The Law Society is to launch a new ‘quality and standards in education’ committee, after a year in which its training arrangements have come under sustained pressure.
It is also investigating whether to reintroduce student membership and has issued guidance on when law firms should tell trainees whether they have a job post admission.
On Monday we reported that the society has been forced to withdraw  from an exclusive deal to endorse a training partner for the qualified lawyers transfer scheme after facing a judicial review from another provider.
It follows last May’s decision of the Competition Appeal Tribunal that the society was guilty of an abuse of a dominant position  over training arrangements for the Conveyancing Quality Scheme (CQS) and November’s ruling by the Advertising Standards Authority that its marketing of the CQS was misleading .
However, a Law Society spokesman insisted that the decision to form the new committee was not as a result of this.
According to papers before last month’s meeting of the Law Society’s council, the new committee’s purpose would be “to oversee all aspects of quality and standards associated with the society’s education, training and accreditations”.
It will be made up of legal and non-legally qualified professionals, including a council member, a Junior Lawyers Division or student member representative and an independent chair.
The possibility of reintroducing a Law Society student membership is also under scrutiny, with the next stage of work looking at any constitutional issues, the detail of the member offer for students, consider the potential income and costs and who would be eligible to join as a student member.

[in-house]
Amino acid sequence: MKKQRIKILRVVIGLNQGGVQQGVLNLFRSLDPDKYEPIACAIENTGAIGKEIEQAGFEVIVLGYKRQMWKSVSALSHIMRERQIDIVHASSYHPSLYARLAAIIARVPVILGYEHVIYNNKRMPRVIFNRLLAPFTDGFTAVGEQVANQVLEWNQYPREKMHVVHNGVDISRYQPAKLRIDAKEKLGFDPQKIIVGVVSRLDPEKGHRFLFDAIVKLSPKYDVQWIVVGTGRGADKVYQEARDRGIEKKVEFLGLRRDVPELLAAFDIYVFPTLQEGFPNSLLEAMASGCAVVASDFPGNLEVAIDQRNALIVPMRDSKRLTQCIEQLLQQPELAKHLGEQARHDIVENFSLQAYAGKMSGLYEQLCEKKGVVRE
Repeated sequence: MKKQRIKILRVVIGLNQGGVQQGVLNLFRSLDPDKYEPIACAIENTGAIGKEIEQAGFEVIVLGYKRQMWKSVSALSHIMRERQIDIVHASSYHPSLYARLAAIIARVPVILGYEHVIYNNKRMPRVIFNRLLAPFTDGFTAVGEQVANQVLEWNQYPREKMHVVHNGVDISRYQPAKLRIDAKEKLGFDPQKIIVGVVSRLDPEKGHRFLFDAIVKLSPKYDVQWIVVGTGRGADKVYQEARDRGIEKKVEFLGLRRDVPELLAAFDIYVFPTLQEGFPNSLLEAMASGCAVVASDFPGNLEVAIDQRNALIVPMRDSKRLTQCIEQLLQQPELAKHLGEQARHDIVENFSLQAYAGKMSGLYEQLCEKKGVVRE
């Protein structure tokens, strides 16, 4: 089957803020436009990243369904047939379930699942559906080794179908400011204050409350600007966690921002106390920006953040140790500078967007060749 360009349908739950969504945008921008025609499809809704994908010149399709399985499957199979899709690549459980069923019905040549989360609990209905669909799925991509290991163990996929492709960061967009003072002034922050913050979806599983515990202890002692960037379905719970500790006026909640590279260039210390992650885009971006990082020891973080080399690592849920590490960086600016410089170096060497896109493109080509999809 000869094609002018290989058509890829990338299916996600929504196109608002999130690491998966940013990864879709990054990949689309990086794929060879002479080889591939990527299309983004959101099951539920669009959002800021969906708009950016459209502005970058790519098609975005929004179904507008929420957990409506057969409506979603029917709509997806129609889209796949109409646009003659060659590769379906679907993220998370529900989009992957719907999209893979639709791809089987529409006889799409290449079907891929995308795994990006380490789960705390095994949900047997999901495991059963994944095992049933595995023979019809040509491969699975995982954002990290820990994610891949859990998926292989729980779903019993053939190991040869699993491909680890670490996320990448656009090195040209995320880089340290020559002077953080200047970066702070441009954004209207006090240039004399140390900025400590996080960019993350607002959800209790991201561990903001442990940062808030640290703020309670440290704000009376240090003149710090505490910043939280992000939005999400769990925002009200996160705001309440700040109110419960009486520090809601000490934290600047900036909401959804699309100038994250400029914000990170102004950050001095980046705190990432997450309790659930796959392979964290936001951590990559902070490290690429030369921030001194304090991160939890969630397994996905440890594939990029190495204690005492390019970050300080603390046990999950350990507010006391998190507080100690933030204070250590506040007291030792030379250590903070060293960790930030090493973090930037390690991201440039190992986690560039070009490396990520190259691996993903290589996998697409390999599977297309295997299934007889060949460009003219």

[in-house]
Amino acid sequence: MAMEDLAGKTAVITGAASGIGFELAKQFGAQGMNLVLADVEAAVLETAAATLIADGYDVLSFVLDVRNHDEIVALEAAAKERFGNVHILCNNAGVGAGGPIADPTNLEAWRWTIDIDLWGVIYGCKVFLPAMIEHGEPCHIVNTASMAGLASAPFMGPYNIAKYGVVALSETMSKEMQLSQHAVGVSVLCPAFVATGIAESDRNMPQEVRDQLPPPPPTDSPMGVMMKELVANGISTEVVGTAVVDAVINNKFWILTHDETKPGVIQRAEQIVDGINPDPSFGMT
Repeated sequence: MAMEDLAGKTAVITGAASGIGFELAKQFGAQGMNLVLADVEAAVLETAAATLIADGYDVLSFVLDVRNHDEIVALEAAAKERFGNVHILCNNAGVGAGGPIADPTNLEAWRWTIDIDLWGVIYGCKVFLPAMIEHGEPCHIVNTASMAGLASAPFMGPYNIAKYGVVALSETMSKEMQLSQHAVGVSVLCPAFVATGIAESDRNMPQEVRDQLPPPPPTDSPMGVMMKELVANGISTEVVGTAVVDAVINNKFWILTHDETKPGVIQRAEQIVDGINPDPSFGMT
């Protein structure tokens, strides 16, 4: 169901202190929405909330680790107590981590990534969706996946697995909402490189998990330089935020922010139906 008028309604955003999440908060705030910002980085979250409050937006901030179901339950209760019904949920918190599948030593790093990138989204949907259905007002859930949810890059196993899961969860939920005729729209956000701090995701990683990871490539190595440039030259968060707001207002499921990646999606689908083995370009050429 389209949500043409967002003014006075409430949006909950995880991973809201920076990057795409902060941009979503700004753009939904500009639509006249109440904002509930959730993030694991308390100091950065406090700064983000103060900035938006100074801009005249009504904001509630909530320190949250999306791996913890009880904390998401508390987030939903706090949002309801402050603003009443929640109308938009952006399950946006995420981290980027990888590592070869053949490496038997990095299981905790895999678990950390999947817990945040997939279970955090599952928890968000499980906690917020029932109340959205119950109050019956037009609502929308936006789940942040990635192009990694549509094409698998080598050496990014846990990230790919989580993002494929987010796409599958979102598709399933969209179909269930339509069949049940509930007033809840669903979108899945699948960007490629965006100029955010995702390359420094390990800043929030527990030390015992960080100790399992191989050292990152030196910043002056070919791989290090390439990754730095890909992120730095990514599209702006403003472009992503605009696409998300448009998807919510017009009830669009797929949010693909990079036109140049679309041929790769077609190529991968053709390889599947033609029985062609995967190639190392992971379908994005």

The plan is to put a proposal to the council before the summer.
The papers also showed that the society is working on a redesign of its logo and brand. “This was needed to make it fit for purpose in the digital age. There was no intention to make any changes to the official Law Society crest.”
Separately, the Law Society has issued guidance  that recommends to employers that trainee solicitors should be told about whether they have a job no later than eight weeks prior to their expected admission date. They should also be told when that decision would be made no later than 12 weeks before admission.
“In the event that an employer is unable to provide [this information] within the recommended timeframe, the employer should inform the trainee that they are unable to do so and, where possible, provide reasonable information as to why it is not possible at that time.”
In other Law Society news, the society has established a working group to consider what guidance it should give conveyancers in the wake of September’s First-tier Tax Tribunal decision  in Brabners v HMRC which held that the fees of electronic local authority property searches the firm procured from an agency should not have been treated as disbursements and were subject to VAT.
In a statement issued this week, the society said: “While the decision of the First-tier Tribunal is not binding on any other tribunal or court, the decision has resulted in uncertainty for members and search providers who are seeking clarity on the correct VAT treatment of electronic property searches.
“In order to address this in a meaningful way which takes into account the views of our members, the society is establishing a working group to assist in providing updated guidance to the profession in respect of the VAT treatment of disbursements.
“In the meantime, in the absence of any binding adjudicated decision on the subject, we suggest that firms follow HMRC’s published guidance  on the treatment of searches.”